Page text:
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  • Fifty Ways To Leave Your Clutter

    September 14, 2013

    There are two kinds of people in the world.  Those whose clutter makes them feel secure and gives them comfort.  And those whose clutter gives them anxiety.

    I fall into the second category.  I feel overwhelmed by too much.

    My mother and my husband fall into the first category.  This is a problem.  Not for them, but for me.  People who enjoy clutter are seldom bothered by those who do not.  At least until their clutter goes missing.

    My mother’s house is one (of many) reasons I fled Illinois at the age of 20 and moved to Texas — to find some wide open uncluttered space, albeit in a 350-square foot apartment.  All I owned at the time was a box of coat hangers so clutter was not a problem.  My husband, on the other hand, with that whole until death do us part thing, I can’t really just move to another state.  So I gotta figure something out.

    Let it be said first and foremost, that I love my mother with all of my heart.  I love her and I admire her.  I just can’t be in her house for more than a day.  People love to drop by and visit my mother’s house, the door is always open and the coffee pot always on, but growing up in her house was stressful for me.  There was never any place to set anything down, you couldn’t ever find what you needed and if you did happen to find it, you would knock over or spill something in the process of getting to it and then once you had it in your hands, there was no place to set it down.

    On the contrary, I could go out to the garage, my father’s domain, and every nut and bolt was stored neatly together by size and clearly labeled. And that made me feel happy and peaceful and as though all was well in the world.  Everything had a place and when not in use, was right there, in its happy little place.  My dad and I were alike and he was very happily married to my mother who is like AD — so I know a mixed marriage can work.  Somehow.  On the other hand my dad was a really easy going guy, a go with the flow sort of guy and I don’t believe anyone has ever described me that way.

    Let it also be said that I love my husband, but for the past 15 years I have slowly given up on trying to keep order and have succumbed to drowning in his clutter.  But recently it has become apparent to me that the disorder and clutter that I had come to accept was causing chaos in our lives and that chaos created a lingering gray cloud of unhappiness and strife.  We were always cross with one another.   We were living in a constant state of emergency, constantly running late, never able to find anything because 90% of our space was being occupied by stuff that we don’t use, won’t use, can’t use and don’t love.  And I felt some resentment about that and that resentment further contributed to the collective unhappy.  Resentment never adds to happy, does it?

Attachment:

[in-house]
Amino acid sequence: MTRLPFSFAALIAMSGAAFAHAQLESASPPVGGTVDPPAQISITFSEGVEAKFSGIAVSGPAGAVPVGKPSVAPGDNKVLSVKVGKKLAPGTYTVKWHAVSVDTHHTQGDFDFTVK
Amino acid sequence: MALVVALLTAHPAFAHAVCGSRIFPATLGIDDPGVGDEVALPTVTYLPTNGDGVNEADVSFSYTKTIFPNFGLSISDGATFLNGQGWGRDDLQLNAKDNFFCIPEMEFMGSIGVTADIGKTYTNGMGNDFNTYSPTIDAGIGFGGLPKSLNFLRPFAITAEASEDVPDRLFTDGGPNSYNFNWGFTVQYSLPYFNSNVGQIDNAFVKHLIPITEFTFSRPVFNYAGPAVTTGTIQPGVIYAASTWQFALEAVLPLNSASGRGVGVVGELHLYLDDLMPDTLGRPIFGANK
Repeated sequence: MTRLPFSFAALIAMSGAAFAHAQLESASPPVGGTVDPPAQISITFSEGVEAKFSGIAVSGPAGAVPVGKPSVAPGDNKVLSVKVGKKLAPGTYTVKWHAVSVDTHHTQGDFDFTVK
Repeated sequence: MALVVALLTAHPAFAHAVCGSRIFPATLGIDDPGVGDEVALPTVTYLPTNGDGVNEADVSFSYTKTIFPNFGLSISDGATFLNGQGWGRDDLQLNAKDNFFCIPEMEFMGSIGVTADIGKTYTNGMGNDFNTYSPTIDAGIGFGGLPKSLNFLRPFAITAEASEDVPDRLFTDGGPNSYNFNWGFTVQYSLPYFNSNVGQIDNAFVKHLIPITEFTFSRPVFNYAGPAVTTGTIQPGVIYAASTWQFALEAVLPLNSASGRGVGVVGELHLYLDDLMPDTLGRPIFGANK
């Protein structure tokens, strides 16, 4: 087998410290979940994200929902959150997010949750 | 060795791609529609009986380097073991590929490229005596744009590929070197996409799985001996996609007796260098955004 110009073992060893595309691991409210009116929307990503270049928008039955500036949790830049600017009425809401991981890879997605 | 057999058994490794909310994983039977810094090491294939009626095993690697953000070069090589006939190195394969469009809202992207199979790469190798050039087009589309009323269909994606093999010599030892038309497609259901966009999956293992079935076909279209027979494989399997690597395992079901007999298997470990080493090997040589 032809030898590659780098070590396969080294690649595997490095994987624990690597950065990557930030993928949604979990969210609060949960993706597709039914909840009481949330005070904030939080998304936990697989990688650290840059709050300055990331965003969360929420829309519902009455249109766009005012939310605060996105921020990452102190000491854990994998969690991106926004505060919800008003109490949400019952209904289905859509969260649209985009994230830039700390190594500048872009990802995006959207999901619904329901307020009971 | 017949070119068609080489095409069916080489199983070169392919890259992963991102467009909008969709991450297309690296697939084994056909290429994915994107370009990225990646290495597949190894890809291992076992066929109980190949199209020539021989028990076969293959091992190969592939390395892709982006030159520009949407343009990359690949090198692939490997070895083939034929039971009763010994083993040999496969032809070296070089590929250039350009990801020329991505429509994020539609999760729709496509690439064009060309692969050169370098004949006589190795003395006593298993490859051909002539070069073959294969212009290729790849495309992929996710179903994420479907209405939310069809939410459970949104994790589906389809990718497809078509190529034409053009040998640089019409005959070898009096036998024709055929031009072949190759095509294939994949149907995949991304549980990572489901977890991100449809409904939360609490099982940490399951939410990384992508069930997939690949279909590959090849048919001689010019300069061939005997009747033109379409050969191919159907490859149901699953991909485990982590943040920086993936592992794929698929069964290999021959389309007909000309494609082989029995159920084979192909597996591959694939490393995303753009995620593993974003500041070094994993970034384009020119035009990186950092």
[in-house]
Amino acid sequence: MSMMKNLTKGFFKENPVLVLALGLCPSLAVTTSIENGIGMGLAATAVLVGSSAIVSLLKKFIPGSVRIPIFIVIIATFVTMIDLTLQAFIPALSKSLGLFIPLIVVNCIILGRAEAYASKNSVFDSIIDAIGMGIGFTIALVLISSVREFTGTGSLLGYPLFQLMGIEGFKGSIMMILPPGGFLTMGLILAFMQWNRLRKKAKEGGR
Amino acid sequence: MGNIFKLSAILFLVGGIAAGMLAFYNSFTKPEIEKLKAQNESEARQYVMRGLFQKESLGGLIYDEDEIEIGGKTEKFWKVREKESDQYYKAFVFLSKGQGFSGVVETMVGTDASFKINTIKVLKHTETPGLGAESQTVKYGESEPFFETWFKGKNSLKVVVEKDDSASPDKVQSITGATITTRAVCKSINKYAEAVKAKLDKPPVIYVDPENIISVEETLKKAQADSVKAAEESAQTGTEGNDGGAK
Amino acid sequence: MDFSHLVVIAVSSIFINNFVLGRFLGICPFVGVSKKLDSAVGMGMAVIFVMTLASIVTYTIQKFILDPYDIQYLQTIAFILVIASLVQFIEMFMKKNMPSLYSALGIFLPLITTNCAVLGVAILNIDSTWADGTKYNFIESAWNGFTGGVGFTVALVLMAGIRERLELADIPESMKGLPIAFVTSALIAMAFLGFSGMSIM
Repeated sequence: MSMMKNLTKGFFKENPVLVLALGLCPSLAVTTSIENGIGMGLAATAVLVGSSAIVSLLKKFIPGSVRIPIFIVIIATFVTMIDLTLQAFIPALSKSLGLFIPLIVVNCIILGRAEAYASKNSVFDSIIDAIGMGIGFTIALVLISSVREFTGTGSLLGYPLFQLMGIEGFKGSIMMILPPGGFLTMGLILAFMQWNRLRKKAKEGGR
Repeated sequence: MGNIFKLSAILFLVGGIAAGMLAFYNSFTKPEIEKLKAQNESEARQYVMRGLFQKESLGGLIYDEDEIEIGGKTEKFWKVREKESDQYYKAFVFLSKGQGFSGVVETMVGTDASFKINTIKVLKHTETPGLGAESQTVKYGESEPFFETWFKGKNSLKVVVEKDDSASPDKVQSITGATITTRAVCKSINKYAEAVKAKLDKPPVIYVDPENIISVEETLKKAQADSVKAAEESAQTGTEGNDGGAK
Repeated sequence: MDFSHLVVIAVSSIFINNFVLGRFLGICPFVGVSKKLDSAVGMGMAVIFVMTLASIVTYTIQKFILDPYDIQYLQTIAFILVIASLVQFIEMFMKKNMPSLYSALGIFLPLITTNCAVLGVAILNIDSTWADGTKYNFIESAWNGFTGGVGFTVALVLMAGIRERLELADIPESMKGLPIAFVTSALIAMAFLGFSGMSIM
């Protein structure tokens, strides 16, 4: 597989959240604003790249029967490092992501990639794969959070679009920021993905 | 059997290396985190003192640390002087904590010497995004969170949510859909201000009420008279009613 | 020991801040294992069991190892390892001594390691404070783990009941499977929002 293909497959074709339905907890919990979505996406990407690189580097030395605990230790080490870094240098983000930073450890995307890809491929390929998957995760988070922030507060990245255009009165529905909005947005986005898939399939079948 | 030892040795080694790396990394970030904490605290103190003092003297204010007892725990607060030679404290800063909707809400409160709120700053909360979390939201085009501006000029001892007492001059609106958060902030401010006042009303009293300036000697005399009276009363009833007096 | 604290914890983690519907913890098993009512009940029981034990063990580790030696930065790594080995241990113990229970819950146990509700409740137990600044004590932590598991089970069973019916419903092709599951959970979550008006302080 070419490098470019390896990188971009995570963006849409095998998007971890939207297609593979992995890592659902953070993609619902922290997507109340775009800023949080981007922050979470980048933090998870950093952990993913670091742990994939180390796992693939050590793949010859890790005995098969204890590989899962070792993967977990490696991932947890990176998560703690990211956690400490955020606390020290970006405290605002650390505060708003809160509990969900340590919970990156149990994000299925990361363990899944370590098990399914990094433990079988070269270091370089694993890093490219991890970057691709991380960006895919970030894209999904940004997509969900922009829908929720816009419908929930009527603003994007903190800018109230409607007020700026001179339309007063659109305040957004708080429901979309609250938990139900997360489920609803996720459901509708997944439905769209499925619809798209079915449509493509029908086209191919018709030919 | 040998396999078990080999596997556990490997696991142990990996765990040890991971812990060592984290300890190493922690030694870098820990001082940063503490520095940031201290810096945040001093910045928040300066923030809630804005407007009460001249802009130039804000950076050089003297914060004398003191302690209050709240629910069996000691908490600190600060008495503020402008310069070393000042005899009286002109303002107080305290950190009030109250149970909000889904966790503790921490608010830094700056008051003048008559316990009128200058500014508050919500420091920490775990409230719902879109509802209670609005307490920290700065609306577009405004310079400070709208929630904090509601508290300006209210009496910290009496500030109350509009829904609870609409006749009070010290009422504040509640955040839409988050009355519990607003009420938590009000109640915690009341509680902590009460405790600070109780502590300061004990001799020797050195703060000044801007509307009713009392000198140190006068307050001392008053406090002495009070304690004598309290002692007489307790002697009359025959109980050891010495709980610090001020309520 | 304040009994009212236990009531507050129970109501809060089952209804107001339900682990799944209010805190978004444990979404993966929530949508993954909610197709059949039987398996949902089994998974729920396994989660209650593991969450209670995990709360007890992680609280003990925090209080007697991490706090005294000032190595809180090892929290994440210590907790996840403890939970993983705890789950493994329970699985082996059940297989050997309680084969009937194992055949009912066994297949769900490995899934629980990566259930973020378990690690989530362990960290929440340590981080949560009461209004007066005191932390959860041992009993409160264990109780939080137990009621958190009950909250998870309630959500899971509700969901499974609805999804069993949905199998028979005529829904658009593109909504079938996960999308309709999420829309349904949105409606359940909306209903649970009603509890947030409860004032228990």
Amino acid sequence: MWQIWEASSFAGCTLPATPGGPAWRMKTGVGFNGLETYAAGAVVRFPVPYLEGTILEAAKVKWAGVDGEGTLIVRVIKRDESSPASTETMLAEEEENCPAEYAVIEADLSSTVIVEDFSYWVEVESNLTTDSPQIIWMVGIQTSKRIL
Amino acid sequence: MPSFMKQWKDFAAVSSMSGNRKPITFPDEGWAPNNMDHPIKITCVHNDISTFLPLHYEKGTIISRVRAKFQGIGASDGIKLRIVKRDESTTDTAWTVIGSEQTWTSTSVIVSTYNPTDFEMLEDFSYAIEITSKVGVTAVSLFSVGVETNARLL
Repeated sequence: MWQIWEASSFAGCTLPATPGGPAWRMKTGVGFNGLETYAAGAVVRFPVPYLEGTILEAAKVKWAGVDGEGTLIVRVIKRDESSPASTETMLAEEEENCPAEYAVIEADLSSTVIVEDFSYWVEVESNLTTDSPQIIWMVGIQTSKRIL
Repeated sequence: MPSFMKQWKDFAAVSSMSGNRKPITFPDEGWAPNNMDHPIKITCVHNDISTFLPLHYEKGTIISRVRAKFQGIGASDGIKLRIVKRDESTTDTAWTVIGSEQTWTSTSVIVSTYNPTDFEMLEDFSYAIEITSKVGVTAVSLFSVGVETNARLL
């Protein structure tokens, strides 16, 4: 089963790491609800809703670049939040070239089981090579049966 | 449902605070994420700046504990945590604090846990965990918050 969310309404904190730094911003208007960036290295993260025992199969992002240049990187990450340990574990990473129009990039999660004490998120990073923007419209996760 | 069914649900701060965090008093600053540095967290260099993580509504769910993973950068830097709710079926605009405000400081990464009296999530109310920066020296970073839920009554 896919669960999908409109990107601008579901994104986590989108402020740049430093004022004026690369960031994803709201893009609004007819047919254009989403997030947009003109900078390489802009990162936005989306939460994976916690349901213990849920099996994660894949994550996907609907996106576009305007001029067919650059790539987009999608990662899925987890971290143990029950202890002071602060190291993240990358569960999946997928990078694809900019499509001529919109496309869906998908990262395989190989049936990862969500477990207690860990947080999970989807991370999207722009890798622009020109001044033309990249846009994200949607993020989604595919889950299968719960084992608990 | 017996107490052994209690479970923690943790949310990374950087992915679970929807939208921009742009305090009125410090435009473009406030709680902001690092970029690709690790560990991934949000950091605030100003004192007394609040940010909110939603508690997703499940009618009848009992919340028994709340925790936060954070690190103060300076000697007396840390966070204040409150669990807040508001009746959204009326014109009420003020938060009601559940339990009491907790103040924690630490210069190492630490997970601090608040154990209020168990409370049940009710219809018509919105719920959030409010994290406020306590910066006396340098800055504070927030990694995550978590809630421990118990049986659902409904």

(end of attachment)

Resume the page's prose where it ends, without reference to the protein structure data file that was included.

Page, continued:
And more than anything in this whole world, I want a peaceful house and a happy family – so some changes are in order.

    You might think that one day I snapped and said, no more, but that’s not really what  happened, although that’s usually how things go with me.  What happened was that one day I decided to work on me, to do what I could with de-cluttering and bringing order to my own small realm, bit by bit, day by day.

    My guiding philosophy to de-cluttering and bringing order is this:  Do I use it? Do I love it?  If the answer is no to both of these questions, then it has to go.  Clutterers will say, no I don’t love it, and I can’t use it, but it’s good, somebody might need this, someday I might need this.  I say, if it is good and useful, give it to someone who will use it right now, not some day.  Hanging on to stuff until it is no longer usable by anyone is one of the defining characteristics of hoarding.

    I started by de-cluttering my on-line life.  (My friend Karla writes about that here.)  I had numerous email accounts.  I closed most of them.  I closed on-line accounts and unsubscribed to email lists and blog feeds.  I had a number of web sites; I pared them down to three.  I got a password manager so all my passwords would be in one place.  And that’s the key to bringing order to life:  cut out the unnecessary and unused and put all similar items together in one place.

    One day I woke up and the silk plants were on my nerves.  They were dusty, and truth be told, I never liked fake greenery.  So I got a garbage bag and went around the house and gathered them up and ruthlessly tossed them in, I maybe even tossed them in with a little therapeutic force. Such a small thing, but it felt amazing to have them gone.